Days before the 43rd anniversary of the Mount St. Helens eruption, a mudslide wiped out an entire road and closed a popular tourist site.
Washington Department of Transportation (WSDOT) spokesperson Tamara Greenwell said a massive mudslide Sunday night was so big it demolished the 85-foot Spirit Lake Outlet Bridge and closed the road at milepost 43.
Eleven people and a dog were evacuated by helicopter after being stranded overnight on the far side of the Johnston Ridge observatory.
“We learned that there were some folks trapped on the other side [of the mountain], and Skamania County and King County assisted with the rescue of several people who are all safe now,” Greenwell said.
“Monday morning, our crews got better eyes on the slide…what we’re calling a massive landslide. It took out an 85-foot bridge structure completely,” Greenwell continued. “Yeah, I was out there yesterday. And I was able to see sort of mangled and tangled bridge rebar. Like about half a mile downstream. It is a massive landslide.”
The damage was so bad that crews could not assess how long the repairs would take.
“We got some drone video of it yesterday to get a broad scope of what we’re dealing with,” Greenwell said. “So, there’s still a lot of work and safety assessment that has to be done before we can develop a plan to reopen the roadway.”
One of the biggest impacts is on the Johnston Ridge observatory because the wiped-out road takes visitors to the center; additionally, some of the buildings have reportedly lost access to the power grid.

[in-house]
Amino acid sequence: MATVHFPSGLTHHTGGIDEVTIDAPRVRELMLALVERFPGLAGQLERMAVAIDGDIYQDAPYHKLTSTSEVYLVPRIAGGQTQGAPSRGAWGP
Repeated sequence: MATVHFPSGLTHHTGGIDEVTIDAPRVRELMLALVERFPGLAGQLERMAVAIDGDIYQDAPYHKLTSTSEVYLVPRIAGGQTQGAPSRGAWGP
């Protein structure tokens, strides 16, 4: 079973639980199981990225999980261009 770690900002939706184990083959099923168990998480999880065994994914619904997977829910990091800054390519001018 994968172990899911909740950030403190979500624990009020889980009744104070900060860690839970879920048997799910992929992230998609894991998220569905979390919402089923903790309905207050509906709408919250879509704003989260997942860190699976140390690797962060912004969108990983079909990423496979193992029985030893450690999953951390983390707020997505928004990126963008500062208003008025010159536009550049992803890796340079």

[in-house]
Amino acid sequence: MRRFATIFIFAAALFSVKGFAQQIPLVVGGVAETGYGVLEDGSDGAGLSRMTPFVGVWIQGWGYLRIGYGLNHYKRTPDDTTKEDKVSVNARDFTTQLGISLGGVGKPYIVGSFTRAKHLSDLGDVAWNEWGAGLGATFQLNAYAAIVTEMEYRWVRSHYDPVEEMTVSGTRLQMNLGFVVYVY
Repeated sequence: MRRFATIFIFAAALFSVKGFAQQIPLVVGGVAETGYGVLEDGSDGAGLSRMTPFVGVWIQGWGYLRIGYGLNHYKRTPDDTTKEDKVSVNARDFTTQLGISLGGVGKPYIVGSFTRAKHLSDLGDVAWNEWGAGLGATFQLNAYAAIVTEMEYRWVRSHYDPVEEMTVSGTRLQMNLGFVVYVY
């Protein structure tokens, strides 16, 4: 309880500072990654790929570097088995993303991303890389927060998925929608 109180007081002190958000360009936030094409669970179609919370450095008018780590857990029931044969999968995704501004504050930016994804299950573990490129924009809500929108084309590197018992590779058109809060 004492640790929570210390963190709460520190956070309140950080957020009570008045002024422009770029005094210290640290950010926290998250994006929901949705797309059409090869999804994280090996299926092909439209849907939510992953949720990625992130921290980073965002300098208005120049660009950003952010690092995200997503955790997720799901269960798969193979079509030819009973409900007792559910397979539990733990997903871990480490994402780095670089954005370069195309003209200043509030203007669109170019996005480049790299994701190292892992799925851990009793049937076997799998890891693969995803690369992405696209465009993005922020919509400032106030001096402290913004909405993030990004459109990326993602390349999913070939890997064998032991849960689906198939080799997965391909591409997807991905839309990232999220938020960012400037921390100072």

Greenwell thinks this event will impact tourism in the short term; however, folks can still go up to Mount St. Helens, just nothing past milepost 43.
“I was up there yesterday, there are some beautiful lookout points that you can pull off at, to see the mountain,” Greenwell said. “And I think, you know, as long as folks are staying away from sort of the upper section of the highway, they’ll still be tourists going up there.”
It’s too soon to say the cause of the landslide, but the initial assessment from geotechnical engineers is that the unseasonably hot temperatures drastically melted the snowpack which then oversaturated the soils — loosening it enough to cascade down the mountain and taking out the bridge.
WSDOT is working in coordination with the U.S. Forest Service, U.S. Army Corps of Engineers, U.S. Geological Survey, and Skamania and Cowlitz counties to determine what needs to be done to stabalize the soil in the area and rebuild the roadway.
“Additional safety analysis is needed, but due to the ongoing geological instability in the area, it’s too soon to tell when we’ll be able to safely do that work,” said Brad Clark, WSDOT Southwest Region Maintenance Manager. “We appreciate everyone’s patience during this emergency.”
There is currently no timeline for work to reopen the highway, and WSDOT said that travelers should plan for the highway to be closed for an extended period.
This story was originally published on MyNorthwest.
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